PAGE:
The U.S. Postal Service will raise 20 U.S. flags at Fort McHenry on Wednesday. But rather than billow in the breeze, these tiny flags will stick to envelopes.
With Baltimore as host city, the Postal Service will release a set of 20 flag-themed stamps that detail the history of the American flag.
Suggested by citizens, the flag series has been in development for about three years. Einar V. Dyhrkopp, chairman of the Postal Service Board of Governors, will dedicate the stamps at a ceremony scheduled to begin at 7 p.m. at Fort McHenry National Monument and Historic Shrine.
The stamp release is part of Pause for the Pledge of Allegiance, perhaps Baltimore's largest Flag Day event, sponsored annually at Fort McHenry by the Baltimore-based National Flag Day Foundation.
Flag Day festivities
Flag Day events at Fort McHenry will include a band concert and flyover by the Maryland Air National Guard's Thunderbolt Jets of the 104th Fighter Squadron.The program will conclude about 9:30 p.m. with a fireworks display.
Pat Perluke, project manager for the National Flag Day Foundation, said the U.S. Postal Service asked the group to hold the stamp unveiling because it has held Flag Day events at the fort for 21 years. "The significance to us is that the Star-Spangled Banner is one of the stamps being introduced.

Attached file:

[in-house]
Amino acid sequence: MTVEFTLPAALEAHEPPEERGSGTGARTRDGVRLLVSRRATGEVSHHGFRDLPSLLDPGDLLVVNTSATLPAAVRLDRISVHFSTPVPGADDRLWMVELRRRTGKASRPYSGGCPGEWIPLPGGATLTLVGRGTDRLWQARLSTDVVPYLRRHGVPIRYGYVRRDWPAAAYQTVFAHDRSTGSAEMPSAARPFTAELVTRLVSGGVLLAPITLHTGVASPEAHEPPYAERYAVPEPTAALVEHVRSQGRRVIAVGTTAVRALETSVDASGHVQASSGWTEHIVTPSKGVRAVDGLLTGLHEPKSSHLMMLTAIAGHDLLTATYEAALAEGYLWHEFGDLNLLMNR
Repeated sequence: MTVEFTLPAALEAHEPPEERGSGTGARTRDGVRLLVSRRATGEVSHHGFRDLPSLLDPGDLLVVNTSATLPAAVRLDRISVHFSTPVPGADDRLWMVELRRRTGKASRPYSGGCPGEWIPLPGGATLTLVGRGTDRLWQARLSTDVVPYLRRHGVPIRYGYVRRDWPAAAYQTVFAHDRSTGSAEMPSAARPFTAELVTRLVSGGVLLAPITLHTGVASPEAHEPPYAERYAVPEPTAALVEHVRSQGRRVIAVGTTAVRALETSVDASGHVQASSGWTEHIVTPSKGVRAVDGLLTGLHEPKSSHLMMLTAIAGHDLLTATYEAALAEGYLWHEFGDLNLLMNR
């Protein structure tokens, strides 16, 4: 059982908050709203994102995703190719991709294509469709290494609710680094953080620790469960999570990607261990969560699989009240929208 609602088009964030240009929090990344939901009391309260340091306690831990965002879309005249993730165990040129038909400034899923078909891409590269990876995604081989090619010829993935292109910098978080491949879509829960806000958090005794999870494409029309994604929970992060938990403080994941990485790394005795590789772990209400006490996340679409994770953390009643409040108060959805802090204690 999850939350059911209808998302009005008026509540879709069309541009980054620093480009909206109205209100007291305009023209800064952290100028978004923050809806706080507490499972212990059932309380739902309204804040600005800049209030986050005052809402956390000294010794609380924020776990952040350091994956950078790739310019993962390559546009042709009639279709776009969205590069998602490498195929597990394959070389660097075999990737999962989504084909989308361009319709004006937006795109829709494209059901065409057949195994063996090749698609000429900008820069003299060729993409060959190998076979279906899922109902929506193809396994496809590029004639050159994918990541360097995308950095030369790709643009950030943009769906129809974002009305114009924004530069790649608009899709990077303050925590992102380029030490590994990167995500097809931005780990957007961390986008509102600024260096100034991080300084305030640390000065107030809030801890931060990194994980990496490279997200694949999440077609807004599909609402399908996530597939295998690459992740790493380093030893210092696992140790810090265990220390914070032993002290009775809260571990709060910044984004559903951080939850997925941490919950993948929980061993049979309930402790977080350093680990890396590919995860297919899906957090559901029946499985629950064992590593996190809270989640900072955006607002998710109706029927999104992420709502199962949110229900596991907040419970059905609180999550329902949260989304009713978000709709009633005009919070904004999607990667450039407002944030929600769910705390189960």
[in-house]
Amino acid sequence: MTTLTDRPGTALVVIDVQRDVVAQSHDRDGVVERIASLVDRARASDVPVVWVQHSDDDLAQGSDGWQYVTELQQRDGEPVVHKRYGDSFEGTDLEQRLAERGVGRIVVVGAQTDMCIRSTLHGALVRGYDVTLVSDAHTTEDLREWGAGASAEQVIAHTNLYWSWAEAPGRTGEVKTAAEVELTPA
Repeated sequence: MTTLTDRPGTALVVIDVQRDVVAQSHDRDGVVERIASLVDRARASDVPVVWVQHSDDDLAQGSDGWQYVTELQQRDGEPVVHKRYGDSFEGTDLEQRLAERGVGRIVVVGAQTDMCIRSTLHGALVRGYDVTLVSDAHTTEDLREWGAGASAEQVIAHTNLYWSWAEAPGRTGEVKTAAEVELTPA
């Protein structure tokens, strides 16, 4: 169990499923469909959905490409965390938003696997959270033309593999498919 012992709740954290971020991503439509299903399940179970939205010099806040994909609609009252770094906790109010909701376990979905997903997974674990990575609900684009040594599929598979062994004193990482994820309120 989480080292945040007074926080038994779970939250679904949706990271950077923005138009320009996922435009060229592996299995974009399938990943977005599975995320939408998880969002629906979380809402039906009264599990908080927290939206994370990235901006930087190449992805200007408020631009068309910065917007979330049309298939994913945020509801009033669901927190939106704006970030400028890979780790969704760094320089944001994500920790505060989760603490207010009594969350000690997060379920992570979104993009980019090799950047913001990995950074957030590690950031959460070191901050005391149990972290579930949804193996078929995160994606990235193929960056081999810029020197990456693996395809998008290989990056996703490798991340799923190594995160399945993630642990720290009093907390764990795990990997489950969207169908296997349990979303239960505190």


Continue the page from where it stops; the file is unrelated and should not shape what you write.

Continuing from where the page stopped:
"We're very fortunate to have Fort McHenry right in our back yard, and the Star-Spangled Banneris the Fort McHenry flag," she said. "This is the flag that inspired Francis Scott Keyto write `The Star-Spangled Banner' in 1814."
Key was on a ship watching the fierce bombardment of Fort McHenry and was inspired to pen what became the country's national anthem when he saw the flag waving in the morning.
In addition to the Star-Spangled Banner, the stamps represent various stages of the flag's evolution. One of the stamps features the Continental Colors flag, which was used by George Washington's army in 1775. Other stamps display regional and military flags.
The minihistory lesson that the stamp series provides was researched by Whitney Smith, executive director of the Flag Research Center in Winchester, Mass.
David Martucci, a flag expert based in Washington, Maine, reviewed Smith's research, a practice the post office requires before designing new stamps.
Martucci explains on his Web site that early U.S. flags did not have one specific design.
After 1777, Congress adopted the Stars and Stripes, which is one of the designs on the soon-to-be-released stamps. Because few of the flags have official names, the names that appear on the stamps either describe the flag design or place the flag in a historical context.
Martucci sees the flag stamps as an important learning tool for Americans.
"It's important to think about our flag because the flag and attitudes about it have evolved through the years," he said. "The Postal Service is trying to present some history in a way that most people will come into contact with."